It is no secret to anyone that social networks promote demotivation in those people who often compare their lives with those of other users who show a lifestyle that is rarely compared to reality. That could consequently damage your self-esteem.
This need to compare ourselves with others because of what we see on the screen is not a practice that favors our mental health, and today psychologists ask that we handle social networks with caution and create instead feeds or home pages that provide us with knowledge and positive feelings.
We not only compare ourselves to those with better lifestyles than ours
Sabrina Laplante, a PhD student in psychology at the University of Québec in Montreal, Canada, argues that there can be several types of comparisons. In addition to comparing ourselves with those who are shown as achievers on social media, we also compare ourselves with people whose lifestyle is not so amazing to feel better.
In times of pandemic, the confinement has led us to consume more social networks than before and comparisons and the FOMO (or Fear of Missing Out – fear of missing experiences) harm our mental health. Although this could take a different direction, as we will tell you below.
Social comparison and motivation: Does comparing ourselves to others really make us better?
According to a study conducted in Germany by the Ruhr University, Bochum, human beings have a level of perception of differences between ourselves and others that affects the level of social comparison.
Take for example a person with a superiority complex. When this person compares his life with that of another user on Instagram, the motivation to change is practically non-existent, so he will not do anything to improve aspects of his life.
On the other hand, a person who believes himself inferior to others, comparisons do not count as a motivation to change, because he would believe that achieving that lifestyle that he sees on the screen is something that he cannot achieve. Consequently, this person’s self-esteem is getting lower and lower.
This explanation is based on the concept of social comparison established in 1954 by Leon Festinger.
Comparing yourself to the false illusions we see on social media affects our mental health
According to the World Health Organization (WHO), depression is the second leading cause of disability-adjusted life years. This term refers to the years lost to illness and is used as a measure of life expectancy.
The saddest thing about all this is that the people who are most affected by this are young people, who are the ones who spend the most time interacting on social networks. According to figures from 2015, 90% of the young population in the United States used social networks, the majority at least once a day.
Consequently, being the ones who spend the most time on social networks, young people are the ones with a higher level of social comparison, which can lead to self-esteem problems, sleep problems, cyberbullying and of course, anxiety and depression.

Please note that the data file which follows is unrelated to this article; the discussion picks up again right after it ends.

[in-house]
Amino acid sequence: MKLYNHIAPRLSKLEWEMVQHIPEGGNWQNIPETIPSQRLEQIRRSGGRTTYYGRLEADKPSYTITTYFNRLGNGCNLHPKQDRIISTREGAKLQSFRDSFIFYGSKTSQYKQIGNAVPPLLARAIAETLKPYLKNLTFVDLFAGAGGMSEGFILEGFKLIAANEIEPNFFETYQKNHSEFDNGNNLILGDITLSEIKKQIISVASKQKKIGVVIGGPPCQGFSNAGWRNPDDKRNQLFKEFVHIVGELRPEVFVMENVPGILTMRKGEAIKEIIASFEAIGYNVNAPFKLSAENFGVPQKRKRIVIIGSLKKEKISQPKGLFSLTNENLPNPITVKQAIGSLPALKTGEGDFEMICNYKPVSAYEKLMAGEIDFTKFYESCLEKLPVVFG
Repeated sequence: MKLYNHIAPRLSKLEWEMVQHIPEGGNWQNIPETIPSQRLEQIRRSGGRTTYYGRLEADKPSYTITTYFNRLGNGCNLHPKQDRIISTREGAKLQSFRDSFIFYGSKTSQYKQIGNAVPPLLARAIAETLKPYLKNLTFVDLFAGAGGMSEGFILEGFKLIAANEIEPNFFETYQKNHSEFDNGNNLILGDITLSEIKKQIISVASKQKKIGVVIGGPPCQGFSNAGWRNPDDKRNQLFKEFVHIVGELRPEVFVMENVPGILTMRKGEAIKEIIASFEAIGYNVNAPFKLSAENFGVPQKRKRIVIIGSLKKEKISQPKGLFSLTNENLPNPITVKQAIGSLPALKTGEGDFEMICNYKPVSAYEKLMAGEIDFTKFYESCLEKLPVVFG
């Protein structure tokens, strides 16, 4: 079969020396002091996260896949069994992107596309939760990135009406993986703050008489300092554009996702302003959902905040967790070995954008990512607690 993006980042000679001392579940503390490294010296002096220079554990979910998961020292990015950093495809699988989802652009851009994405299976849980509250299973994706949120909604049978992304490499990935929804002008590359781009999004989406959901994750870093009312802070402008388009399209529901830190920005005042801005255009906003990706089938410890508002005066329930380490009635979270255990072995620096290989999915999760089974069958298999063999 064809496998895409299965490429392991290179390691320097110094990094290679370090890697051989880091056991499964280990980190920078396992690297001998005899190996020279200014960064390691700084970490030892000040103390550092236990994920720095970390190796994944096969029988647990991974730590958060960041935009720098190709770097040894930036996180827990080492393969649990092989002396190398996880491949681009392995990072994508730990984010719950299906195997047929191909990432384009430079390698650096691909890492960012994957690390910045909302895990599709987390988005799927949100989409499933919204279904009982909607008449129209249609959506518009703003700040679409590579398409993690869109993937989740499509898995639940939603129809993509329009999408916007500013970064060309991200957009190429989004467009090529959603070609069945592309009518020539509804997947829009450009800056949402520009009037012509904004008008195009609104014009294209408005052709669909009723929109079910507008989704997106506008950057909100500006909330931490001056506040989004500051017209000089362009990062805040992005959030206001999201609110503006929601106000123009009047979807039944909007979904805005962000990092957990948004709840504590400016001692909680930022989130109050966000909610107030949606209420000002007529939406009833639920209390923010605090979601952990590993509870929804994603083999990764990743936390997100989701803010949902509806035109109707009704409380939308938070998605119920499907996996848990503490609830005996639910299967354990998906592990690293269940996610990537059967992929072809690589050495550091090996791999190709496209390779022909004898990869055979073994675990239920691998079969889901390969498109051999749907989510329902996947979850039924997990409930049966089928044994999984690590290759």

What is this about? Mainly because not everything we see on social networks is reality. Our comparisons are often far from reality, if you don’t believe us, ask yourself how many attempts you had to make to get the perfect selfie.
An opportunity to transform social comparison into a pandemic
Laplante mentions in his essay that the pandemic could bring interesting changes in the dynamics of social networks. It is clear that the tool itself is not negative, but in the use that we give it. In this way, sharing our day-to-day lives in a pandemic has rather been positive because it gives us a sense of belonging, of seeing that we are all going through more or less the same experience.
At least that’s what a study conducted by researchers at the University of Kore in Italy. The negative effects of the comparison on social networks diminished during confinement.
More importance to emotions and less to physical
A good way to transform the negative of social comparison into a positive is to talk more about our emotions and personal projects than to focus on the superficial. Social networks are excellent tools to replicate information, it is convenient to use them with that intention to talk about what worries us or makes us feel sad to find support in others.
That social networks can damage our self-esteem? Yes, but it is possible to change this by taking better care of the accounts with which we follow and interact, as well as using them more responsibly to talk about issues that contribute more to us as human beings.
How social media can crush your self-esteem: https://theconversation.com/how-social-media-can-crush-your-self-esteem-174009
Use of multiple social media platforms and symptoms of depression and anxiety: A nationally-representative study among US young adults: https://www.researchgate.net/publication/311568667_Use_of_multiple_social_media_platforms_and_symptoms_of_depression_and_anxiety_A_nationally-representative_study_among_US_young_adults
How use of social media and social comparison affect mental health: https://www.nursingtimes.net/news/mental-health/how-use-of-social-media-and-social-comparison-affect-mental-health-24-02-2020/
The role of online social comparison as a protective factor for psychological wellbeing: A longitudinal study during the COVID-19 quarantine: https://www.sciencedirect.com/science/article/pii/S0191886920306772?via%3Dihub